And The Lamb Returns…

Two days ago I got a call from the meat locker that the lamb was ready to be picked up and this afternoon I finally got a chance to go and get him. I was glad SAB went with me as the box they brought out to me was surprisingly heavy and it was nice to have help loading and unloading it from the car. Before putting it in the freezer, I weighed each package of chops, steaks, roasts, ribs and ground lamb and when the results were tallied I was thrilled with the yield of 49 ½ – almost 50 pounds! – of meat. The processing cost was just under $75, making the meat about $1.50 per pound for 100% grass-fed lamb. I couldn’t be happier.

Our cost to raise him to that size was negligible. As a young lamb he got two doses of vaccine at 60c per dose. And I leave loose minerals out for all of the sheep all of the time. A $20 bag of minerals lasts a year or more so that cost per animal is hard to calculate but very small. And those were the only costs directly related to raising THIS lamb, if you don’t count the initial purchase price of his parents.

As I look at my ewes grazing contentedly each day I can’t help hoping for more than one ram lamb to be born in the spring.


Completing the Cycle

Yesterday was a historic day for our little farm.  Our first lamb born here, went to butcher.  We took two lambs last year but they were wethers we had purchased at the age of 4 months.  This spring our first two lambs were born on the property – a ewe and a ram – and in just 8 months, the little ram had grown big enough to butcher.

We might not have been in quite such a hurry if we had been able to wether (neuter) him.  Unfortunately, his testicles did not descend at birth – or in the weeks following.  According to my google research, he was an anomaly as this rarely occurs in sheep.  One forum contributor said she’d raised over 1000 lambs and never had one undescended, so it seemed rather unlikely that our only ram lamb was such an anomaly.   But I had him examined by both a large animal veterinarian and my shearer, who both agreed he was the rarity.  He did descend eventually – but not until he was way too big to band.

Over the summer it was not an issue.  We allowed him to grow and play with his sister and learn the business of becoming an adult sheep.  The problems didn’t arise until the first ewe went into heat.  That is when he discovered his manhood and our ram – his father – was not pleased.  Since the first ewe went into heat there has been a shift in the flock dynamics as one by one they cycled, and the ram became ever more protective of “his” ewes and ever more determined to keep his son from impregnating them.  While grazing he never totally relaxed, instead keeping himself between the ewes and his son, and the stress of it all resulted in an earlier than otherwise planned, trip to butcher.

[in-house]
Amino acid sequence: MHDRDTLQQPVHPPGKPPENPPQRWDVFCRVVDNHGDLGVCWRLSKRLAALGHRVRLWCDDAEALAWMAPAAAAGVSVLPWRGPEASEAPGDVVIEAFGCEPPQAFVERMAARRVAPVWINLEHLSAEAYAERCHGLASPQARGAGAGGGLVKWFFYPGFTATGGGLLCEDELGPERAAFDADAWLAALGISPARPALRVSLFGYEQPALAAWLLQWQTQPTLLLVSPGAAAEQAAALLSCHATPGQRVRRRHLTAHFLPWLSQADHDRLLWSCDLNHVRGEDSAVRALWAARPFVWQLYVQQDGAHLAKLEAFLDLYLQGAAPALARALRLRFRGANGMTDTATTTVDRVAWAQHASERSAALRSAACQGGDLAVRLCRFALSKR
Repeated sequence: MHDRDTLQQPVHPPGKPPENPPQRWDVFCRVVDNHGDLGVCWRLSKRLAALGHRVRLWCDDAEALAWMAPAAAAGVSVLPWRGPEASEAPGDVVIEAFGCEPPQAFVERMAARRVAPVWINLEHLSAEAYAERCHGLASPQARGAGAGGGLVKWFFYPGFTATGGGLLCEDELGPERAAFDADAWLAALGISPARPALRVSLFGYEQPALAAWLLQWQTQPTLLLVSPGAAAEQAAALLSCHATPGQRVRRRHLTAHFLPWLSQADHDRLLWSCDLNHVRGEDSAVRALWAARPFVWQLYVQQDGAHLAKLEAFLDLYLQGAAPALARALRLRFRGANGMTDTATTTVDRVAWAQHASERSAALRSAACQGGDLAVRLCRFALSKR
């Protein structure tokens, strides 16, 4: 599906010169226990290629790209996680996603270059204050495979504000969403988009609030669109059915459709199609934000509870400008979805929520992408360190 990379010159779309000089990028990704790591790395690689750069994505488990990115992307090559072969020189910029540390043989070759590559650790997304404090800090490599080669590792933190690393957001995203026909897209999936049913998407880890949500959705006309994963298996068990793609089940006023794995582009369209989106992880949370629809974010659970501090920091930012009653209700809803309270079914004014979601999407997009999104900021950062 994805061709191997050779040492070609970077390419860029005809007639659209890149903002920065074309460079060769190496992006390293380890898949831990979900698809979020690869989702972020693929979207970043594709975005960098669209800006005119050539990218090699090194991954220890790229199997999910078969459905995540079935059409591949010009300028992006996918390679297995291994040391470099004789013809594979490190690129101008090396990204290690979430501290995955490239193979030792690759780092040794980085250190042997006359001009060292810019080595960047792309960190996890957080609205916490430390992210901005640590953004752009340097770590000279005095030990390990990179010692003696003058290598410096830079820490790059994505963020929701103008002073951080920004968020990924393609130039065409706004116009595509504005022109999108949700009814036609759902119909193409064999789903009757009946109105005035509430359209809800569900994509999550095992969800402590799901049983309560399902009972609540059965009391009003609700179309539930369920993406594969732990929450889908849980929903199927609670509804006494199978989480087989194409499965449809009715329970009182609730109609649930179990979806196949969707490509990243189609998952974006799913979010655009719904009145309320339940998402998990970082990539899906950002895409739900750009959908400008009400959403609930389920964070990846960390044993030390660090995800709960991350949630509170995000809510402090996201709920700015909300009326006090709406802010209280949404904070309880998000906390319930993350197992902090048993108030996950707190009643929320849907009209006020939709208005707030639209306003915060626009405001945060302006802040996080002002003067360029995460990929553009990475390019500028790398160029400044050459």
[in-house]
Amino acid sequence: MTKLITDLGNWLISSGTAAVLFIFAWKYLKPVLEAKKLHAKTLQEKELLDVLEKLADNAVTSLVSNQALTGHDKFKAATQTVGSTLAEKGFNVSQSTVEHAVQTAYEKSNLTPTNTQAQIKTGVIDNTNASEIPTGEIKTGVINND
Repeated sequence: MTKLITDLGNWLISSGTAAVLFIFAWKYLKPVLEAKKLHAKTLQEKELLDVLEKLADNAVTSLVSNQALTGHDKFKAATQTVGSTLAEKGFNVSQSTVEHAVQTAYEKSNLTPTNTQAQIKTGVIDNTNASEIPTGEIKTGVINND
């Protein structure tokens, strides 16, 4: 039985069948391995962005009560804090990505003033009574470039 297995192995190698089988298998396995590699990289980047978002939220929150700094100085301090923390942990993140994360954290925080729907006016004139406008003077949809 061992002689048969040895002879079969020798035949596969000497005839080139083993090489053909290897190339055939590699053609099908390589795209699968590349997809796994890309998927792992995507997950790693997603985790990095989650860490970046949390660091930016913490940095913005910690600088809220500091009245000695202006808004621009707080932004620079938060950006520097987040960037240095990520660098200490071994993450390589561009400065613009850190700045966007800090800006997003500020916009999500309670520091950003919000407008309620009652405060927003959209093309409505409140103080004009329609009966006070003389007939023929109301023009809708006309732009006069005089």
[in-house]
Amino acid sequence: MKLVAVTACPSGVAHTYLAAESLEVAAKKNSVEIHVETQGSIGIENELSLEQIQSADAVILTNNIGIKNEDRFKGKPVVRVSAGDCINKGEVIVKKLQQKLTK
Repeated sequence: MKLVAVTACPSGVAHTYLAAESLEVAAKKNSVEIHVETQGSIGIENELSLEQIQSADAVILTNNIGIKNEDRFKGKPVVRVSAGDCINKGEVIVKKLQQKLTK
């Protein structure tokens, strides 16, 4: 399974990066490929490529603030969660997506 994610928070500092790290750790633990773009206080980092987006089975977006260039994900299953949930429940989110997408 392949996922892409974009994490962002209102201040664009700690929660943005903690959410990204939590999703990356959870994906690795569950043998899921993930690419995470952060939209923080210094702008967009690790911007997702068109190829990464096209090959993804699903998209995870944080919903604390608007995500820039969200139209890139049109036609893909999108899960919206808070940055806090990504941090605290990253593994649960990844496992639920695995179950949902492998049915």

The day before our appointment, I spent quite a bit of time on preparations, hoping that would result in an easy time loading and transporting.  First I moved a black rubber stall mat into the bed of my pick up truck, to give him a firm footing.  Then we loaded our cobbled together livestock cage into the back of the truck.  Consisting of livestock panels wired together at the corners, the cage sits between the wheel wells and takes up most of the length of the truck.  It is large enough to transport 4 lambs, so one would have plenty of room to move around.  Next I prepared a small pen to herd the flock into, so that I would be able to more easily grab the lamb when it was time to load.  Having been raised by his mother he maintained a natural suspicion of people, and did not like us to get within touching distance.  Last, I recruited helpers; SAB and my neighbor, since HWA was away on business.

The preparations did indeed help to make the morning go smoothly.  The sheep did not even need grain to be tempted into the holding pen – they ran in willingly and I then closed them in with a panel.  The ram lamb had developed some lovely horns – or “handles” as we dubbed them – so in the small area it was actually quite easy to walk up to him, grab him by the handles and gain physical control of him.  We then released the remaining sheep from the pen, put a halter on the lamb (this was at the request of the processors), and dragged/led him to the truck.  My neighbor kept a tight hold on his horns, while I lifted his front legs onto the tailgate, then went to his hind end and lifted the rest of him up there.  Once all of him was on the truck, I scrambled up and into the cage, then pulled him in behind me, while my neighbor pushed from behind to make sure he continued to move in the right direction.  Once we were both in, she let me back out, we secured the door and we were on our way.

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The processor is about a 30-minute drive and I kept a close eye on him in my rear-view mirror throughout the drive.  He never relaxed enough to lie down but didn’t seem distressed either.  At the processor, two employees helped to unload him and put him in a holding pen and after giving instructions to the office, I left.  I will return in around 10 days to pick up the meat.

Several friends have asked me since: “Weren’t you sad?” “Wasn’t it hard to drop him off after raising him from birth?”  My honest answer is “No”.  I gave him as good a life as I knew how.  He was with his mother, naturally raised, until he was weaned, and from the time he first nibbled on a blade of grass, he had access to many acres of fertile, green grazing.  He had clean water, shelter from the summer sun and was never bothered by predators.  He never knew a moment of cruelty or unkindness in his life with us – and I ensured when talking to the processor that they would also treat him with gentleness and respect.  My feelings about taking him to butcher can best be summed up here.